"'We don't have a strategy yet', is one of those things you don't expect presidents to say out loud. But maybe it is a mark of the divisions that exist within the administration over how hawkish to be about Islamic State. What this statement from the president does show is firstly just how complex the military options are in attacking Islamic State in Syria. But most importantly it shows the extreme wariness of this president to unilaterally start military action when it's not clear where it will end.
So next week John Kerry will go on from the NATO summit in Wales to the Middle East to build support for US action in Syria. But maybe the president was also sending a message to European leaders like Prime Minister David Cameron that says don't expect America to do all the heavy lifting on this by itself. In return, maybe in his statement on raising the UK terror alert, Mr Cameron was signalling back: you won't have to. But it is also worth just adding this: exactly this time a year ago, Mr Obama was preparing to attack targets of the Assad regime. Twelve months on he's looking to attack President Assad's opponents. That is a mark of just how complex the politics is - and might explain why the president is still trying to define a strategy." (Jon Sopel/BBC)
"When Carmen Dell’Orefice posed for Salvador Dalí in his suite at the St. Regis hotel, in Manhattan, in the spring of 1946, she was 14 and already a year into a modeling career whose unique, gravity-defying trajectory continues to gather momentum today. Her evolution from shy, skinny teenager to still-sexy grande dame has been charted by the defining image-makers of successive generations, from Beaton, Avedon, and Penn to Bruce Weber, Terry Richardson, and Nick Knight. Not bad for a girl who grew up in Depression-era New York, the daughter of a Hungarian dancer and an Italian concert violinist. Beauty has been her passport, gallows humor and an old soldier’s discipline her unbreachable defenses against life’s cross-currents: there were three 'successful marriages that didn’t last' (she has a daughter, Laura, 61, and a stepson, Jeffrey, 70, from her first marriage); the sudden death of fiancé number four, TV producer David Susskind; the loss, twice over, of her life savings (most recently to Bernard Madoff); and, latterly, the inevitable encroachments of age, culminating in a double knee replacement last year. 'It’s called living,' she says breezily. When I drew her for Vanity Fair, she was back at the St. Regis, in fine fettle. To set the scene, she brought a Dalí drawing from her Park Avenue apartment and reminisced about vacationing at the artist’s Spanish estate, where his pet ocelot, Babou, having learned to open doors, leapt into bed with her one midnight, long ago. There are tales aplenty to tell, but Carmen is more interested in her current project, planning her life from age 80 to 100. 'If I die,' she declares, 'it will be with my high heels on.'" (VF)
"The NYPD’s 'Hip-Hop Squad' has a number of rappers and stars — including Drake, Chris Brown and French Montana — on a special watch list and is stepping up surveillance on their New York parties in the wake of the Suge Knight shooting in LA, we’re told. The shadowy specialist unit, known locally as the 'Hip-Hop Police,' keeps a list of rappers and hip-hop stars whose shows and night club appearances are closely monitored. It also includes Fabolous, Wiz Khalifa, Young Jeezy, Fat Joe, Jim Jones and Lil Wayne. A source told us: 'All New York club owners are required to inform the Hip-Hop Police in advance if anyone on the watch list is coming in. They want to be there to monitor the crowd and in case any trouble starts.' The insider added, 'They don’t want any situations like the Suge Knight shooting. If something does go down, they want to already be on the scene.' Another source tells us the hip-hop cops are well-known in the urban music industry, and 'if there is a show going on, they are there. Their job is to investigate crimes and curtail violence in the hip-hop industry. So when they find out there is a beef between rappers, they monitor it. They are plainclothes cops, they go to clubs and shows. They were at J.Lo’s show in The Bronx because French Montana and Fat Joe were coming.'" (P6)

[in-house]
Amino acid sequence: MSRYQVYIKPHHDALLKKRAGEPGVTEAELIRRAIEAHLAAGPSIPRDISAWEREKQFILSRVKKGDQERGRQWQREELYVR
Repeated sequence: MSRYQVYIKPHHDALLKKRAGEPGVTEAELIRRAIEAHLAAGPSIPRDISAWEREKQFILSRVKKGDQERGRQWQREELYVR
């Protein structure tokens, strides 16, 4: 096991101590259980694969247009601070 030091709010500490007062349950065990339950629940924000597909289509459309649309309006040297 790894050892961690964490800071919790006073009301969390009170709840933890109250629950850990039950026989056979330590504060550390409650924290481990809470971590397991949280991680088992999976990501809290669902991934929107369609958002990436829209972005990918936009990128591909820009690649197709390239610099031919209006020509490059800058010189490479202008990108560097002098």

"Amazon posted its five new pilots today: Two dramas and three comedies. How are the new shows? Well, the comedies are a mixed bunch! One is terrific right out of the gate, one is polished but uninteresting, and one just needs to decide to be a better show. The Cosmopolitans: It's a Whit Stillman show set in Paris, starring Adam Brody and Chloë Sevigny (among others) as American expats who drink wine and go to parties and lament things. It's very much how you'd think, which is to say: Mannered and tiny in scope; nostalgic, almost, even though it's set in the present day; and also sharply funny and a little dreamy. ('You always imagine journalists being ugly, because of the anger, but she's really attractive!') Are these people loathsome or aspirational? Ah, complexity.
The Cosmopolitans is not a mainstream show by any standard, and I can't even think of a network where it would be at home — and this is the dream for TV fans, that the streaming universe will put out the kinds of shows traditional television would never make and couldn't really support. If there had been another episode to watch, I would have watched it immediately. Vive les Cosmopolitans." (NYMag)